1926 Sesquicentennial Of American Independence Half Dollar


Quick Coinage Facts

Years Minted: 1926
Mints: Philadelphia
Composition: 0.900 silver, 0.100 copper
Diameter: 30.6 mm
Weight: 12.5 grams
Total Mintage: 141,120
Edge: reeded


Designed by John Frederick Lewis and sculpted by John Sinnock, the Commemorative Half had a composition of 90% silver & 10% copper and was issued to commemorate the 150th Anniversary of the signing of the Declaration of Independence.

The obverse features a portrait of George Washington and Calvin Coolidge facing right. The use of Coolidge on a design marked the first time a portrait of President was used while still alive (and also an active President in violation of the 1866 law prohibiting the likeness of any living person on a coin). Just below the chin of Coolidge is the motto IN GOD WE TRUST. On the outer periphery are the words LIBERTY and UNITED STATES OF AMERICA separated by small seven pedal florets.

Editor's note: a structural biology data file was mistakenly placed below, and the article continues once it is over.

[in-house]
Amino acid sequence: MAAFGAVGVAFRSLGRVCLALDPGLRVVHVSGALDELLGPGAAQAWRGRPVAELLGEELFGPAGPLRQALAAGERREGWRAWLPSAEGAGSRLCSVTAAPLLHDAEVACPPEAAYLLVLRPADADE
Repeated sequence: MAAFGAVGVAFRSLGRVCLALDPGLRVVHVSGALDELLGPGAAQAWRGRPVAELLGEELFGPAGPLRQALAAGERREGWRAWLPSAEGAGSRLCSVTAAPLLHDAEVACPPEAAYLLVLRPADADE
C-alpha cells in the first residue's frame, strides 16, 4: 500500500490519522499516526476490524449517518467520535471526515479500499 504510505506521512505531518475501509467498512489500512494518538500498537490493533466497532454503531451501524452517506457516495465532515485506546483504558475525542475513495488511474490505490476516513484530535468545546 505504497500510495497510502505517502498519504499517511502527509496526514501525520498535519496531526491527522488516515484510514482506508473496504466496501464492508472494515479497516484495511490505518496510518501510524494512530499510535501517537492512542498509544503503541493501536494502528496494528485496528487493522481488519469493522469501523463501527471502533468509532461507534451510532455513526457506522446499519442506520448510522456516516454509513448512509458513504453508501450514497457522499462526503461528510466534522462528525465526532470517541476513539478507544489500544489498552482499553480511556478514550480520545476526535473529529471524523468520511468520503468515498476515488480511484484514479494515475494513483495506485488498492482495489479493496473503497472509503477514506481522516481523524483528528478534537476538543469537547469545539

The reverse design features the Liberty Bell which would later be reused by Sinnock on the reverse of the Franklin Half Dollar. Above the bell is the motto E PLURIBUS UNUM. To the left of the bell is the date 1776 while to the right of the bell is the date 1926. On the outer periphery are the words SESQUICENTENNIAL OF AMERICAN INDEPENDENCE (with the words seperated by dot) and HALF DOLLAR (with the two inscriptions seperated by dashes.


General Market Notes

The 1926 Half may actually be a sleeper coin. Though it's original mintage (1,000,528) is high for a commemorative coin during this time, many specimens (85 % of the original mintage!) were returned to the mint where they were later melted leaving the modest net mintage of 141,120 coins. Well struck examples of this coin are hard to come by and the low relief makes the problem even worse.

Unless otherwise stated, the content of this page is licensed under Creative Commons Attribution-Share Alike 2.5 License.